Pelvic Pain After Menopause

Pelvic pain can occur after menopause when your ovaries stop producing estrogen. The vagina and urethra can become dry and irritated, or may have an overgrowth of bacteria in the pelvis region called bacterial vaginosis. Yeast infections can also occur as a result of menopause.

If pelvic pain is persistent after menopause, it can be difficult to treat with medical management alone. It is a common problem for women and can be an outcome of pelvic floor dysfunctions. It is the most common reason that women over the age of 45 go to see their doctor.

This article will discuss the clinical evaluation and treatment for pelvic pain after menopause and how physical therapy can help manage pelvic pain after menopause.

How Can Menopause Cause Pelvic Pain?

The cessation of estrogen production by the ovaries is what triggers menopause. Estrogen affects many systems in the body, including the vagina and pelvic floor muscles.  When estrogen production ends, the vaginal tissues can become dry and irritated. Additionally, estrogen keeps bacteria in check by maintaining the proper balance of good and bad bacteria.

After menopause, reduced estrogen levels cause the vaginal tissues to become more fragile and dry. This can lead to intercourse being painful or difficult, which may cause women to avoid intercourse. Without estrogen, the tissues in the urethra and bladder can thin out and become irritated.

The pelvic floor muscles may also be affected by menopause because they are reliant on estrogen for optimal function. Once they lose their ferocity to hold up the pelvic muscles, they can stretch out and become loose, causing urinary leakage during activities like coughing, laughing, or jogging.

Signs and Symptoms of Pelvic Pain

It is helpful to collect a history of symptoms to understand the mechanisms involved and develop a treatment plan. It is important to note whether there are any triggers or irritants that worsen symptoms, such as caffeine or alcohol. It can be helpful to include a sexual history in the evaluation of pelvic pain.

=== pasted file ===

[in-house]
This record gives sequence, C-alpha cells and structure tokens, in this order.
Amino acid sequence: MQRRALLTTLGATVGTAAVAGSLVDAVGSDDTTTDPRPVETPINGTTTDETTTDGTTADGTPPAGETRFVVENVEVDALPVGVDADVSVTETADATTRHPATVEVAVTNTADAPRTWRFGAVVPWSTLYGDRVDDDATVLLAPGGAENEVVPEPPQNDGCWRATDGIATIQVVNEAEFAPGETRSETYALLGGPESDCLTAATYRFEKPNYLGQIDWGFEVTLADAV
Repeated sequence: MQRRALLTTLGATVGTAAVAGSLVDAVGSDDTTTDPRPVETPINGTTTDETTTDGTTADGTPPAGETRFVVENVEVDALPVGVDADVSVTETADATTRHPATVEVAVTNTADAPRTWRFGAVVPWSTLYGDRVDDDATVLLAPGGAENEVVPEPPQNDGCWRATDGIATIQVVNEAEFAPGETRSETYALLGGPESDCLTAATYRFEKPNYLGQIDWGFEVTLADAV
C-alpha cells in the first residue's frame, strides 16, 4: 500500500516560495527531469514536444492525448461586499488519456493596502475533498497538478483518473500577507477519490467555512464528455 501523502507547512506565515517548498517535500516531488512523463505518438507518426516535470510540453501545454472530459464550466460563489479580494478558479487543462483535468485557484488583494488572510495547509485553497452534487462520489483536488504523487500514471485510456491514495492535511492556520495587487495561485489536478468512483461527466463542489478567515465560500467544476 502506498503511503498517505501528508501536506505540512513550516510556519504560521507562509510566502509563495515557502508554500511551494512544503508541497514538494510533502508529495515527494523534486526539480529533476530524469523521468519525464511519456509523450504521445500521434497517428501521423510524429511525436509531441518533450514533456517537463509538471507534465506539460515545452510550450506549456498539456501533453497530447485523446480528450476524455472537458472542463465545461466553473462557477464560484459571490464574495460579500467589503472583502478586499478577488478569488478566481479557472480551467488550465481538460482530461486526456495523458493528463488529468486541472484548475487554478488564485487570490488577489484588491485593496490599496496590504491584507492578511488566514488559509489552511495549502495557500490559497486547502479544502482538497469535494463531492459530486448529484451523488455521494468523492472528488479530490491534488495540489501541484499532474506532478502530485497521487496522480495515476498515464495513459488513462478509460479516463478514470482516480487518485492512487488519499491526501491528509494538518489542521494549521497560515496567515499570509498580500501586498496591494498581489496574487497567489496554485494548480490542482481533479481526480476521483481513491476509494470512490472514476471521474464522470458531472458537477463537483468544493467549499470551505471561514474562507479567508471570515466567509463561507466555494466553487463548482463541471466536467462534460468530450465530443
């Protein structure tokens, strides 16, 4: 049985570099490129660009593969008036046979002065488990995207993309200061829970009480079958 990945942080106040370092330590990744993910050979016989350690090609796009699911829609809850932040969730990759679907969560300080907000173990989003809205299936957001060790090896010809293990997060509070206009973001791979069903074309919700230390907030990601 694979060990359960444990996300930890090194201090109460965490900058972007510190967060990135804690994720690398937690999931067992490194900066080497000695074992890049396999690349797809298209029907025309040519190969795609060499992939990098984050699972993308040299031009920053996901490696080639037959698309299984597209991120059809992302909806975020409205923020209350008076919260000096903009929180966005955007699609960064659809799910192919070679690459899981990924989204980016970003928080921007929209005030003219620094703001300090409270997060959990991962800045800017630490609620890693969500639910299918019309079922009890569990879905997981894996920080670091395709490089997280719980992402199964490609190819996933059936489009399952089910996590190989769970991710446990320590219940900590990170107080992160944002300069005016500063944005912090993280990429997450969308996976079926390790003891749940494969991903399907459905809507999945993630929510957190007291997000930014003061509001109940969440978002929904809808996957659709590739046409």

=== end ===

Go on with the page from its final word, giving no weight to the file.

Some pain may be due to dyspareunia or vulvodynia if there is penetration or generalized itching and burning of the genital region. It is important to assess the location, quality, and radiation patterns of pelvic pain. To accurately diagnose pelvic pain, we need to know its radiation patterns.

Ranging from mild to severe, here are some common signs and symptoms associated with pelvic pain after menopause:

  • Irritation or itching of the vulva or vaginal canal
  • Vaginal dryness or atrophy
  • Pain during intercourse
  • Urgency, pressure, or pain with urination
  • Increased urinary tract infections
  • Diminished vaginal lubrication

When to See a Doctor

It is important to have pelvic pain evaluated by your health care provider, especially if the pain is persistent after menopause. If you have a pelvic floor disorder or a history of recurrent urinary tract infections, it is important to follow up with your health care provider for further evaluation and treatment options.

It is important to note that pelvic pain does not always indicate a serious or dangerous disorder. Sometimes there is no underlying diagnosis and the pain will resolve on its own with time. However, if pelvic pain is persistent and is not responsive to standard medical care, you can be referred for physical therapy.